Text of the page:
Nigeria's aviation corruption: Airlines stop payment of charges


Arik Airline: one of Nigeria's airlines

Simon Ateba/Aviation correspondent

The crisis buffeting Nigeria’s troubled aviation industry escalated on Sunday with Nigerian airlines announcing that they will no longer pay any money to aviation agencies until the sector is rid of corruption and corrupt people.

Stella Oduah, Nigeria’s embattled aviation minister, testified before the House of Representatives Committee on Aviation on 31 October following revelations that the Nigerian Civil Aviation Authority, NCAA, bought two BMW bullet-proof cars for her at the hefty sum of N255 million.

Oduah denied allegations against her and put all blame on others, but documents show she approved the purchase of the expensive cars that were not budgeted for and that were beyond her approval limit of N100 million.

The Airline Operators of Nigeria, AON, announced on Sunday that Nigerian carriers have stopped remitting all fees to aviation agencies because of the gargantuan corruption rocking the sector.

The remittances of aviation charges stopped on 1 November, said Mohammed Tukur, who spoke on behalf of the airlines.

Tukur said the airlines stopped remitting any money to the NCAA, the Nigerian Airspace Management Agency, NAMA, the Federal Airports Authority of Nigeria, FAAN, and other relevant aviation bodies to protest against the rot in the sector.

He warned that Nigerian airlines may also ground their operations if nothing is done to ‘clean up’ the sector.

Arik Air
Arik Air

•Stella Oduah : Airline Operators protest corruption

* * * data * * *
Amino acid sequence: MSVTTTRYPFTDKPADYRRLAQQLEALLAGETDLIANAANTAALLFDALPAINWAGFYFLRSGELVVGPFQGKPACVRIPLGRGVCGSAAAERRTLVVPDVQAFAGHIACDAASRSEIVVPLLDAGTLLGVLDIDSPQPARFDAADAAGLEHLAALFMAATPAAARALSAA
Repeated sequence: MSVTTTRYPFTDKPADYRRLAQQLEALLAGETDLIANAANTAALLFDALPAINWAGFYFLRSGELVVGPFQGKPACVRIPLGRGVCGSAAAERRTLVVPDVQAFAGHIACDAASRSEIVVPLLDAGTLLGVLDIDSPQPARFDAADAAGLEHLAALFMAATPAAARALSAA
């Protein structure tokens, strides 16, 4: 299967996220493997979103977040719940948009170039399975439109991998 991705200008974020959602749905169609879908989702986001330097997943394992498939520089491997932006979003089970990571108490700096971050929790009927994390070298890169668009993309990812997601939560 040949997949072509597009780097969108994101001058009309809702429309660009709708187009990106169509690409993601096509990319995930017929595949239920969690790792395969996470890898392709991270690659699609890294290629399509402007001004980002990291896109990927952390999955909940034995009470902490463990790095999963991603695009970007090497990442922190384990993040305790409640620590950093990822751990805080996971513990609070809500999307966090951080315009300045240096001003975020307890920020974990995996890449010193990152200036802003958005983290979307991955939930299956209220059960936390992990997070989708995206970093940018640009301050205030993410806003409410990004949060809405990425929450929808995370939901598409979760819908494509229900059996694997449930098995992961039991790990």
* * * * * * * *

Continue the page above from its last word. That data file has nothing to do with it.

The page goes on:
•Stella Oduah : Airline Operators protest corruption

“Due to the ongoing crises, we have resolved to stop the remittances of all charges, both current and outstanding debts to the agencies, pending the time they reform or come clean on the taxes and charges they have collected which runs into several billions of naira,” Tukur said on behalf of Nigerian airlines.

The airlines argued that while aviation charges have continued to skyrocket, the money paid has continued to be misused by the aviation ministry and agencies to buy expensive cars.

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Consequently, AON called on the federal government to intervene in the astronomical charges imposed on Nigerian airlines.

“The suspension of payment of taxes, charges took effect from November 1, 2013. We call on the Federal Government and all concerned to set up investigative panel to resolve these anomalies,” Tukur said.

The airlines have been struggling with numerous charges, including landing and parking charges, remittance of five per cent taxes on every ticket sold, fuel tax, multiple navigational charges, airport tax as well as very expensive office spaces among other numerous taxes.

The $3000 and $4000 newly introduced by the NCAA for charter operators with Nigerian registered aircraft paying $3000 and foreign registered charter operator parting with $4000 for a single take-off and landing.

Analysts say the numerous charges imposed on airlines are eventually passed on to Nigerian travellers who pay expensive air fairs for poor services.

The carriers expressed disappointment with obsolete infrastructure dotting the nation’s airports and epileptic navigational tools that many say have contributed to air crashes and serious air incidents in the country.

Tukur said AON was studying the involvement of two of its members with the reported BMW car scam and may be sanctioned them if found culpable.

The House of Representative Committee on Aviation probing the alleged scam had fingered an airline operator (name withheld) for its involvement in the procurement of the two limousine cars allegedly acquired for Oduah.

Beyond Nigeria, it was learnt that an international organisation has written the government to express concerns over safety issues in the Nigerian aviation sector as well as the loss of independence of the country’s aviation regulatory body-the NCAA.

This has further heightened the fear that Nigeria may lose its coveted Category One aviation safety status granted the country four years ago by the United States Federal Aviation Administration, FAA.

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